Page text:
1. Take All the Credit for Success
Vaccine manufacturers and the medical industry have declared themselves fully responsible for the significant decline in mortality from infectious disease over the last century. When asked for evidence of vaccine effectiveness, vaccine proponents point to the decline of whooping cough, diphtheria, measles, mumps, polio and other “vaccine preventable” diseases. The fact that the mortality rates of these diseases declined up to 99 percent prior to the introduction of the vaccine is not considered relevant.
2. Tell a Good Story
The vaccine story is a great story! No question. “Vaccines are a miracle of modern medicine.” “Vaccines have saved millions of lives.” “The benefits of vaccination far outweigh the risks.” The problem with this story is it is not supported by clinical or biological evidence. But when you have a good story, you don’t need evidence.
3. All for One and One for All
The medical industry and the media refer to vaccines as if they are one uniform product. No differentiation is made between a vaccine produced by Merck versus a vaccine produced by GlaxoSmithKline. A vaccine for chicken pox is no different than a vaccine for measles. A vaccine given to a sixteen year old is no different than one for a newborn. When you question the safety and effectiveness of one vaccine, you question the safety and the effectiveness of all vaccines. Individual consideration is not permitted.
4. Under Report Adverse Effects
No one likes to hear about adverse effects. Besides, they happen to someone else’s children. While the medical industry claims to keep accurate data on the number of incidences of vaccine injury, there is no clear definition of vaccine injury and no mandatory requirement to report adverse events following vaccinations. It’s up to each individual health practitioner to self-report that what they did caused harm to their patient. It’s also important to keep any data on vaccine injuries hidden from the prying eyes of the public. Better yet, deny that vaccines cause injury. If you have to admit to vaccine injury, pick a good round number like “one in a million”.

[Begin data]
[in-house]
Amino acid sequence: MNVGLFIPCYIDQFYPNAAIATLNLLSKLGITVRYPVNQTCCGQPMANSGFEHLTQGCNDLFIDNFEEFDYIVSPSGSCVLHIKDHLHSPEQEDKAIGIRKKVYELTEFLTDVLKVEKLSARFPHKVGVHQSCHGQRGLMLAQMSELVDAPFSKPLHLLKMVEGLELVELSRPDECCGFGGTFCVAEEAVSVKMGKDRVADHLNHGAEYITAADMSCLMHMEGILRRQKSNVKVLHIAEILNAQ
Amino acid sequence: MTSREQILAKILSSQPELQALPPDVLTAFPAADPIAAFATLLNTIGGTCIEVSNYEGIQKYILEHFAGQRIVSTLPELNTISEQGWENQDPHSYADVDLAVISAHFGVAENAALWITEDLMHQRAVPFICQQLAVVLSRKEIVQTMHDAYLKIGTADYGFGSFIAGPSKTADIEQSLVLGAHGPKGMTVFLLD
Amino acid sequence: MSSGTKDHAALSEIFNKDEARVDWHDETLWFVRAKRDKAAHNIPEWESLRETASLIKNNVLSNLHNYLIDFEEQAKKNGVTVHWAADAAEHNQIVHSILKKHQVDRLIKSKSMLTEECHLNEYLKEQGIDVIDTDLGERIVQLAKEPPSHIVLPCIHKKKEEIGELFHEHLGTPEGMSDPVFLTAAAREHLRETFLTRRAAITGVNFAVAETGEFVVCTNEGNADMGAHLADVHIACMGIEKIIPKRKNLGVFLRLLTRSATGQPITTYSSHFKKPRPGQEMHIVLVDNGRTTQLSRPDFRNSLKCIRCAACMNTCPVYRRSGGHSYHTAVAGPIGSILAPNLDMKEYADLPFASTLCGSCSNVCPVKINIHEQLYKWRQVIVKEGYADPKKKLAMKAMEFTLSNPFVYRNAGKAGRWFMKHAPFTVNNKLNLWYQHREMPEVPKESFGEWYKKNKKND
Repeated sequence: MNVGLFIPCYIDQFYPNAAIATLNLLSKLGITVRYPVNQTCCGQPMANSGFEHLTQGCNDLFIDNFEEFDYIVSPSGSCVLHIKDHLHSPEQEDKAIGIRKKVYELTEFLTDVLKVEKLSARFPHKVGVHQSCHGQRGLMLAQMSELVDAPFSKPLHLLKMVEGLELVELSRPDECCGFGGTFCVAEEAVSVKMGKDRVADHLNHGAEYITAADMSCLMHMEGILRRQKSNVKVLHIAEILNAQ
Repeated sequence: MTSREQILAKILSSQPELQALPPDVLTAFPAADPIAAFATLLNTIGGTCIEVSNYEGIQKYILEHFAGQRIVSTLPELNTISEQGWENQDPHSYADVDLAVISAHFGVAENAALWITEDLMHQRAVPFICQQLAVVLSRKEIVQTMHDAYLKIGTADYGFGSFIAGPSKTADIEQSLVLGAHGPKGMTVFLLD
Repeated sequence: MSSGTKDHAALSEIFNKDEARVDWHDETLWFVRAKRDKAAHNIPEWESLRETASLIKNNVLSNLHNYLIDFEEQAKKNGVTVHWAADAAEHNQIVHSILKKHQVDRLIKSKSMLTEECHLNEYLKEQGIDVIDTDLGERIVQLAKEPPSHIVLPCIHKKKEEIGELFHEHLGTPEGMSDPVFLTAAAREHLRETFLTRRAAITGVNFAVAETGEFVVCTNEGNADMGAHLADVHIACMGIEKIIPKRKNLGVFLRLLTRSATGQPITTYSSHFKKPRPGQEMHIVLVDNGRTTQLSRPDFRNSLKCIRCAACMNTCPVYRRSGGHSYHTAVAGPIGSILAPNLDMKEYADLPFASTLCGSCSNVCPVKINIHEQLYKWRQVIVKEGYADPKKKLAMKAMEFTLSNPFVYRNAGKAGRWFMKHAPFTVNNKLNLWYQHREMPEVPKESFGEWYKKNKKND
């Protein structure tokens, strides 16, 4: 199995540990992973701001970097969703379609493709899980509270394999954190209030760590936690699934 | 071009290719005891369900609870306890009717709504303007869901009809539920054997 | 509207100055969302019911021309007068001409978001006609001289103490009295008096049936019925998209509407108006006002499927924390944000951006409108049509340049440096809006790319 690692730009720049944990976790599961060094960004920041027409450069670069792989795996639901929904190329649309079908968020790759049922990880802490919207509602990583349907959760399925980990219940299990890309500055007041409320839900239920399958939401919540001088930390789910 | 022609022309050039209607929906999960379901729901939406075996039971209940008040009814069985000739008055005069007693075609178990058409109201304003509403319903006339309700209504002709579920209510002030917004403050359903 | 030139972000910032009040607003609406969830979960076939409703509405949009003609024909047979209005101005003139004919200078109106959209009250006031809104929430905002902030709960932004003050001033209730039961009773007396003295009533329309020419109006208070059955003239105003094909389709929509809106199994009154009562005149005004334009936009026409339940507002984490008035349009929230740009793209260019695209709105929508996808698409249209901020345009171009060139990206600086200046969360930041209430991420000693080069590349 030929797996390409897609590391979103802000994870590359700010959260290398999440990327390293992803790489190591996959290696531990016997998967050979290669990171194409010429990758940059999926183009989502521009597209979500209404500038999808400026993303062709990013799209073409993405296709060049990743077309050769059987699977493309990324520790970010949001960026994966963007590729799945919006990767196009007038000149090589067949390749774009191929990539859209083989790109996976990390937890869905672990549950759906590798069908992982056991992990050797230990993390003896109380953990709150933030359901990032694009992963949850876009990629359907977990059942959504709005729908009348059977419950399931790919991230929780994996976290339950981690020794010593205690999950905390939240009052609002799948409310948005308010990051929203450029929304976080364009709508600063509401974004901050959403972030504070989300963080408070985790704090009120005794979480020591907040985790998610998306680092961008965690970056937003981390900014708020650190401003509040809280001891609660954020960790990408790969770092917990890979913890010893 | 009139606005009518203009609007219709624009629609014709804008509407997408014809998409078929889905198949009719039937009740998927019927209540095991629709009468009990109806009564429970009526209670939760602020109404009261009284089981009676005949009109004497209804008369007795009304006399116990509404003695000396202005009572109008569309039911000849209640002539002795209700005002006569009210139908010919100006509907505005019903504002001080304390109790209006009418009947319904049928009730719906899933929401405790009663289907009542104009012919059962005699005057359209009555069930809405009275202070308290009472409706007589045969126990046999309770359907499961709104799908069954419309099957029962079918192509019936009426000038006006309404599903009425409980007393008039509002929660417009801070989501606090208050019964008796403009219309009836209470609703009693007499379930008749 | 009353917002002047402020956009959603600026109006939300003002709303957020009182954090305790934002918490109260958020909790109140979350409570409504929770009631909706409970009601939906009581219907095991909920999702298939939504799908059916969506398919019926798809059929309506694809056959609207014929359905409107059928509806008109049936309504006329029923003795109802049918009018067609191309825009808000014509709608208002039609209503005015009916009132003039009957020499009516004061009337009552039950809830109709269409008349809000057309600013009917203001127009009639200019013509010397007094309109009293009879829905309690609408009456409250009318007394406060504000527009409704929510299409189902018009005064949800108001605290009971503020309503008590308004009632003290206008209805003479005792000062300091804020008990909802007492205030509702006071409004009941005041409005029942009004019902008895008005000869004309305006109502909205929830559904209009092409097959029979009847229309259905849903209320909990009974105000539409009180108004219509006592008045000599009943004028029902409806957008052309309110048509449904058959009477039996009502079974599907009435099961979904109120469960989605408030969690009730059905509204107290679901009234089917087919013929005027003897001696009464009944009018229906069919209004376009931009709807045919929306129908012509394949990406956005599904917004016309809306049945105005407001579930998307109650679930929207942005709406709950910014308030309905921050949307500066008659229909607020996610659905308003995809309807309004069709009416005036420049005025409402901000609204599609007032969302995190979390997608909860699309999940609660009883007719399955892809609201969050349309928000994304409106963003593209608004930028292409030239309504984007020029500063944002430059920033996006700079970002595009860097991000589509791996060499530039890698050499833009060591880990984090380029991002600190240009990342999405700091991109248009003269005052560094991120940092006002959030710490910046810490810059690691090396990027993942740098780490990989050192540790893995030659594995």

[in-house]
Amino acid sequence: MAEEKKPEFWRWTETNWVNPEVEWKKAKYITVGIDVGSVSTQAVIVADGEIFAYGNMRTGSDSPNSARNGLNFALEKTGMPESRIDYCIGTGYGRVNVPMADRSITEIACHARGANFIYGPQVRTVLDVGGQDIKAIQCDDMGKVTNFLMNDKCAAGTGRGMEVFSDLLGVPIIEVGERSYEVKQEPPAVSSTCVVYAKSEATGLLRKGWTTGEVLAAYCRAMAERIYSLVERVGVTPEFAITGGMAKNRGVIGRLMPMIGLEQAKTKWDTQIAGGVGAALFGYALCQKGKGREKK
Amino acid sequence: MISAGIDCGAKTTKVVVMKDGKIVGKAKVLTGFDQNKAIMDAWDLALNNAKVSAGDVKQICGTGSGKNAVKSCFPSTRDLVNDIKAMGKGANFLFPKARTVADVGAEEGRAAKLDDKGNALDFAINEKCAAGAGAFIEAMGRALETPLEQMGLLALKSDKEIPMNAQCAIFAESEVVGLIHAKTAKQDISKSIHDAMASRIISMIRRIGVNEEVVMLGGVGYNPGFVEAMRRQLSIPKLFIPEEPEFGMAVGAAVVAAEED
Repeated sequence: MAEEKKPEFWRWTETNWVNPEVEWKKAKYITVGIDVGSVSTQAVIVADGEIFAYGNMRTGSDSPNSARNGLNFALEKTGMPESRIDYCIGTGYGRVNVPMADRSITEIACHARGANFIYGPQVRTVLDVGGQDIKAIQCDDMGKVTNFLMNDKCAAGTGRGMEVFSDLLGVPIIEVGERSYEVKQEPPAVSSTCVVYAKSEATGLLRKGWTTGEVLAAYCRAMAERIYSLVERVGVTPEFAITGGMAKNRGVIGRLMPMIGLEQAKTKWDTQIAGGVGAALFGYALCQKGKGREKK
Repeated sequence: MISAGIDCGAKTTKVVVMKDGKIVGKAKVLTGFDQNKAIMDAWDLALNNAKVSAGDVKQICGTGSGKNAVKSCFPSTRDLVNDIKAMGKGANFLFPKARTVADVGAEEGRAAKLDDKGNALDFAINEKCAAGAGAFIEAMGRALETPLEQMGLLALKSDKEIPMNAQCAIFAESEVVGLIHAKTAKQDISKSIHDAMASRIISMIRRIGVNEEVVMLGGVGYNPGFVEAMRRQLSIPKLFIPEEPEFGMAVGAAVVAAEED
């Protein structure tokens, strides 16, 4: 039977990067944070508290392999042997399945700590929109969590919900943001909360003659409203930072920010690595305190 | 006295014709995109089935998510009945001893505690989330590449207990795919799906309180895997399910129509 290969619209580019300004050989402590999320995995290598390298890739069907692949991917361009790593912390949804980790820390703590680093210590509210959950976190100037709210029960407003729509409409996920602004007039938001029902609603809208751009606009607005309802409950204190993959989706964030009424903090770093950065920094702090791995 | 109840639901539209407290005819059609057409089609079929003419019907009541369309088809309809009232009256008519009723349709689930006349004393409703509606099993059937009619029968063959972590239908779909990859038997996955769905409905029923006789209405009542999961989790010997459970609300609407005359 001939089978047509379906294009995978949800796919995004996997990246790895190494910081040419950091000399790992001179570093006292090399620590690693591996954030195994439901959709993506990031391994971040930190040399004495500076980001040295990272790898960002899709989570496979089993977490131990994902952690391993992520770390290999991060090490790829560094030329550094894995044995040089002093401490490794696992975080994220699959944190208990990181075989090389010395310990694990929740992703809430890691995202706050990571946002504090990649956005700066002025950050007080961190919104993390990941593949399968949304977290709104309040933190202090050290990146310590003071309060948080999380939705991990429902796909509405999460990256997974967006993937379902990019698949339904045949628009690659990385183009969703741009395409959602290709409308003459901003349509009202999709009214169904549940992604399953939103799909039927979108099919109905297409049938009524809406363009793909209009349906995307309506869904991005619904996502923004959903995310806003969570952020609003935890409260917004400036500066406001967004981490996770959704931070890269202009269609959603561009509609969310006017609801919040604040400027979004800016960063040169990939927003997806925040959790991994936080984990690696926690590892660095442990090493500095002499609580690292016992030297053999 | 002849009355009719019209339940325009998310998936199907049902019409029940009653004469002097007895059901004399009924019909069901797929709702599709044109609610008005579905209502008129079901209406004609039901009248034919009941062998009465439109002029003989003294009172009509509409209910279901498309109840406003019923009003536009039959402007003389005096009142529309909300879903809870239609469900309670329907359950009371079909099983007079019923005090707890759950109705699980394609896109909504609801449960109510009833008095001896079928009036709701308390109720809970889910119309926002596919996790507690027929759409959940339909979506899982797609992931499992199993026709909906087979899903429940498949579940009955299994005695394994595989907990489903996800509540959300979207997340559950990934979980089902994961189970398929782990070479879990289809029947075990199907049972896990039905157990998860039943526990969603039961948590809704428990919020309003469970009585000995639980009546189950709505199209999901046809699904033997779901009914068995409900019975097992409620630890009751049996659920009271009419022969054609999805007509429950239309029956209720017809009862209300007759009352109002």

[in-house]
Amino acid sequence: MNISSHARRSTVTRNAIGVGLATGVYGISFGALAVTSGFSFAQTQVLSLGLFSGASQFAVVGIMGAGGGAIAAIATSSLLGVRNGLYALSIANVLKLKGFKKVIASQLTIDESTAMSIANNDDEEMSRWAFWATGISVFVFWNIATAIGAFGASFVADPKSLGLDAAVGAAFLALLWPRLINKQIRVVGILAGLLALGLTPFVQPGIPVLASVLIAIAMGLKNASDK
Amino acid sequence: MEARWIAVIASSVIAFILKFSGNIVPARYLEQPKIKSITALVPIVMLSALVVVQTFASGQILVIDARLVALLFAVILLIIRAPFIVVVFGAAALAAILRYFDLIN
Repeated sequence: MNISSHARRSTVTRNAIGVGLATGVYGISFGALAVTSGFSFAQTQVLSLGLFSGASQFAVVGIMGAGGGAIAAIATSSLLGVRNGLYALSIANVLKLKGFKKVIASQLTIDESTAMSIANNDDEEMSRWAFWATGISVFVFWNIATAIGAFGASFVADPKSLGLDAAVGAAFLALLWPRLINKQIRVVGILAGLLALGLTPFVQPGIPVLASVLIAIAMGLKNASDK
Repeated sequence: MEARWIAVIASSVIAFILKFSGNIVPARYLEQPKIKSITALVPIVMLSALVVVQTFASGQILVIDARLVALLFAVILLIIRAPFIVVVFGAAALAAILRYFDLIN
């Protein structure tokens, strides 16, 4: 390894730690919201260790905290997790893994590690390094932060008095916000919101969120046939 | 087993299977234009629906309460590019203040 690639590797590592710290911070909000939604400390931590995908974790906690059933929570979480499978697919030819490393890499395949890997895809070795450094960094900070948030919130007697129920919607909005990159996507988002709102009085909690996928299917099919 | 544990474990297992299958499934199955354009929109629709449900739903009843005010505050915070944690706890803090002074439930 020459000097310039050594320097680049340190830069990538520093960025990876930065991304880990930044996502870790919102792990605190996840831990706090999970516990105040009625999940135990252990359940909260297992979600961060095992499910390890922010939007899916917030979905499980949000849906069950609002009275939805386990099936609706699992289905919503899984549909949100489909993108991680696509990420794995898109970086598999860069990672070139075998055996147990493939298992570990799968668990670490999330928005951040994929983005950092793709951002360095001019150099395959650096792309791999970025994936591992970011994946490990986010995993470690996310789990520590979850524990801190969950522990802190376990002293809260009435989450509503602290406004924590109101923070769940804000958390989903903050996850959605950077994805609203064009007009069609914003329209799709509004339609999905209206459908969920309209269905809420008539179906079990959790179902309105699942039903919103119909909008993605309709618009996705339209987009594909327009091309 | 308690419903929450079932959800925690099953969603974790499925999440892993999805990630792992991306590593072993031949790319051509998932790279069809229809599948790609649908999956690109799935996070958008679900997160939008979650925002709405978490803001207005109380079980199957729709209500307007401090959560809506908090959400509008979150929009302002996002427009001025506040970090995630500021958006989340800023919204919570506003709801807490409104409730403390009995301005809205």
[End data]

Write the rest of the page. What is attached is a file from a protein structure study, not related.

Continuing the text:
5. Hear No Evil. See No Evil. Speak No Evil.
It’s important not to discuss any concerns about vaccine safety or effectiveness. Tell the mainstream media that providing balanced reporting on vaccines is irresponsible. Even when CDC scientists take whistleblower status, claiming fraud and the destruction of data, there is nothing worth reporting. Besides, your advertising revenues might be at risk if you report on vaccine injuries or government fraud.
6. Claim Consensus
Everyone knows vaccines are safe and effective. The science is settled. No long-term clinical trials are needed to substantiate these claims. It would be unethical to conduct clinical research with an unvaccinated population. Even discussing vaccine safety is irresponsible. Asking questions about vaccine effectiveness is anti-science. Everyone knows there is no vaccine for stupid people.
7. Let the Money Speak for Itself
Money is the best criteria to decide the outcome of research. Money should decide which studies get published. Money should decide what research will be done and what questions will be asked. Money should decide what editors allow on their programs and in their newspapers. Money should decide which politicians will be elected. Money should decide what is in “the greater good.” And who has more money than the pharmaceutical industry.
8. Everyone Must Believe
It’s not good enough that most people believe in the safety and effectiveness of vaccines. It’s not good enough that vaccines rates are 99 percent effective. Everyone must believe. Everyone must partake. Everyone must be vaccinated for the greater good. There is a theory called ‘herd immunity’ that means everyone must be vaccinated to be effective. Just getting vaccinated yourself is not enough protection. Mandate vaccines if people aren’t responsible enough to get vaccinated. We can’t have any unvaccinated children around to remind us of what a healthy immune system is like.
9. Keep Everyone Afraid
If everyone doesn’t get their required vaccines, killer diseases will return and get us all. We need to stop those “vaccine preventable diseases.” It’s the responsible thing to do. Anyone who doesn’t vaccinate is a danger to the community. There is no time to discuss the matter. Vaccine decisions are best made from a place of fear rather than thoughtful evaluation of the evidence. Do you want polio to come back?
10. Avoid Any Discussion
It’s best not to discuss the matter. It just confuses people. Everyone knows that vaccines are safe and effective. It’s like discussing whether the earth is round. The time for discussion is over. We don’t need to investigate this any further. The bottom line is—the more vaccines, the better. Terrorize any professional who does honest research and reports negative effects. “Wakefield” them.
“Any possible doubts, whether or not well founded, about the safety of the vaccine cannot be allowed to exist.”1
This article was reprinted with the author’s permission.
1 Federal Register. Vol 49, No 107. June 1, 1984.